The Artist

The Artist

In Theatres: 
Nov 25, 2011
Running Time: 
1 Hour, 40 Minutes

Stars Jean Dujardin and Berenice Bejo rehearsed their dance number inside Gene Kelly and Debbie Reynolds' studio.

Why do we watch movies? What is it that keeps audiences spending dollar after dollar, week after week? Maybe it's the distraction from the reality of our stressful lives. Or possibly to see an unlikely hero beat the bad guy and save the girl. For a majority of audiences, it could be a number of these excuses. Now, let's think about why movies are made. Is it to distract us? To serve expected turn after expected turn? No. Movies are made to connect us to the past, present and future of not only cinema, but ourselves. To make us smile, to make us laugh, to charm us into submission. Movies are made to cement their own place in, not only history, but our minds. To remind us never to forget our favorite moments. I will never forget The Artist. 

In 1927 Hollywood, a relaxed George Valentin (Jean Dujardin) stands behind a giant theater screen, awaiting the credits reel to cue the real entertainment. Once his film ends, the crowd bursts into an uproar. Applause not being a stranger to Valentin, he steps out and shows the crowd why he is Hollywood's biggest face. In a time of silent films, there is no name more recognizable than that of George Valentin. Almost always alongside his playful dog, Valentin was on top of the world with nowhere to go but up. That is, until he met Peppy Miller (Berenice Bejo). After making a charming introduction to Hollywood, Peppy has set out to prove she is capable of handling any role given to her. Between a dashing gentleman who loves to act and listen and an enchanting woman with a knack for dancing as fast as she talks, it's easy to see the instant connection between George and Peppy. Suddenly, Hollywood introduces "talkies": Films that feature actual voices, instead of silence. George is stunned at how anyone would want to change that which isn't broken and decides to have nothing to do with the advancement, simply sticking with silent pictures. Peppy, however, is eager to be heard by the entire world. With Peppy as the new face of Hollywood, George finds himself out of the spotlight that fit him so perfectly. What is a man to do without his passion, his love or his voice?

It's absolutely stunning to be able to watch something like The Artist in a theater. It brings you back to a time when movies were embraced with the perfect attitude. The times when charisma wasn't a necessity but a given qualification. When movies could take your breath away without given you any of theirs. And the best thing going for The Artist, besides the direction, the score and the cast, is its' charm. Charming is probably the easiest word to describe The Artist. Hollywood A-listers mimicking facial expressions from a canine just to entertain you, an unknown beauty imagining her arm to be that of a an irresistable lover. It's the little things that really draw you into these characters and who they are. You don't have to be a fan of silent films to catch yourself handing over smiles to this film at a rapid rate. Just a fan of film in general.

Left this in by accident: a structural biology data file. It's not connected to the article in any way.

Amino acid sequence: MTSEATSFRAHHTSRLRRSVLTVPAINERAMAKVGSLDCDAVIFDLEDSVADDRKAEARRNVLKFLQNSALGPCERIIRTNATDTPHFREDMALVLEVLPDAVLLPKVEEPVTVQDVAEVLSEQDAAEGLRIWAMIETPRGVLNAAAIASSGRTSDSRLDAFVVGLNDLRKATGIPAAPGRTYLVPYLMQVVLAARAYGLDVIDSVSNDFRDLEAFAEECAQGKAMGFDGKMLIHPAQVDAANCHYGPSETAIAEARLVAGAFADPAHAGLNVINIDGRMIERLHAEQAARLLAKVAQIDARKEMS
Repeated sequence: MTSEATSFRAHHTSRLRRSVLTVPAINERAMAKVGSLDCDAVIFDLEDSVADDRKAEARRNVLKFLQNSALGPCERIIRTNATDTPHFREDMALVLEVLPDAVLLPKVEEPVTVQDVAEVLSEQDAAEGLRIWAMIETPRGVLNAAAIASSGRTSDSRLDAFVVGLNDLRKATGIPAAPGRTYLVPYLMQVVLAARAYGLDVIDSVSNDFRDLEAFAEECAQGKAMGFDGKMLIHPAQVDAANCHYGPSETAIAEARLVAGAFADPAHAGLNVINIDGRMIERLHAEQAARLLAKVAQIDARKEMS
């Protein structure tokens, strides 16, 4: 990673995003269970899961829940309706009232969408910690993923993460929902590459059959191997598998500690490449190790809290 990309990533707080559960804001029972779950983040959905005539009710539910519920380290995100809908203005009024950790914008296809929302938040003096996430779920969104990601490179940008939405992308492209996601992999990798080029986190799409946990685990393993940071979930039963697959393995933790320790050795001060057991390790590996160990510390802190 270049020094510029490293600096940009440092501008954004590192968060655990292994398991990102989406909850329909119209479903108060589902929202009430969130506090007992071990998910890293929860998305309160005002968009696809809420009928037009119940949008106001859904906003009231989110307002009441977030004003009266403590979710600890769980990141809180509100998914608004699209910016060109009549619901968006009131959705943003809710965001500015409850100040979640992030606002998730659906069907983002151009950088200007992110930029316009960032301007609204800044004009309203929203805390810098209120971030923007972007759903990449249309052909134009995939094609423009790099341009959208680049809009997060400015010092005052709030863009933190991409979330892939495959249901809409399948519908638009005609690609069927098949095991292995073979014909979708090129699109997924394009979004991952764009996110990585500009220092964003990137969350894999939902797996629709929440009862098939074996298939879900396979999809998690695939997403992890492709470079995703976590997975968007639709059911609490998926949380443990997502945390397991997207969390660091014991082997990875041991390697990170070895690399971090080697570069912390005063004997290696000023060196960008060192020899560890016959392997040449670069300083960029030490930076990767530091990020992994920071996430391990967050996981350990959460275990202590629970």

I must admit it's a little worrying how easily I was swept up by the soundtrack to The Artist. It's truly a work of art that is very rarely duplicated in the success of carrying a films' tone. Composer Ludovic Bource serves up a score that on its' own could tell the story of the rise and fall of George Valentin. Very few scores can capture the various emotions given on screen; Happy, worrysome, fearful, lovestruck, heartbroken. In a way, Bource captured the journey of life on recording. He just happened to sell it to Director Michel Hazanavicius. It is because of the complete genius of this score that the audience will forget that they are watching a silent film. But it's not the score alone that enhances the overall experience. 

Hazanavicius has crafted an incredible ensemble to represent his characters. John Goodman as the rough on the outside movie producer, Al Zimmer. The incredible James Cromwell as Valentin's personal friend and butler, Clifton. Even Malcolm McDowell's blink-and-you'll-miss-it role was effective. The real treat to this cast was how they all had their own seperate qualities that make The Artist such a delight to watch. The connection between George and Peppy is a large part of the charm, but each character and their interactions with one another is what makes the film flow at such a wonderful pace. That's not to say the personality and charisma of George Valentin isn't enough to carry a motion picture. Hell, I'm already waiting for the next silent motion picture starring the daring adventurer and his canine companion. Jean Dujardin gives an incredible performance that was well deserving of the Golden Globe he received for the same performance. If nothing else, his personification of a man who lost everything he was is worth the ticket price alone. Thankfully, The Artist gives you more than that. So much more. 

The Artist is a revelation. A truly inspired work of art that effectively captures what movies are supposed to be and how movies are intended to affect audiences. An incredible cast, a wonderfully charismatic score and beautiful, inspired direction make The Artist not just one of the best films of the past few years, but what a film is intended to be: A personal experience. 

Ryan Sterritt
Review by Ryan Sterritt
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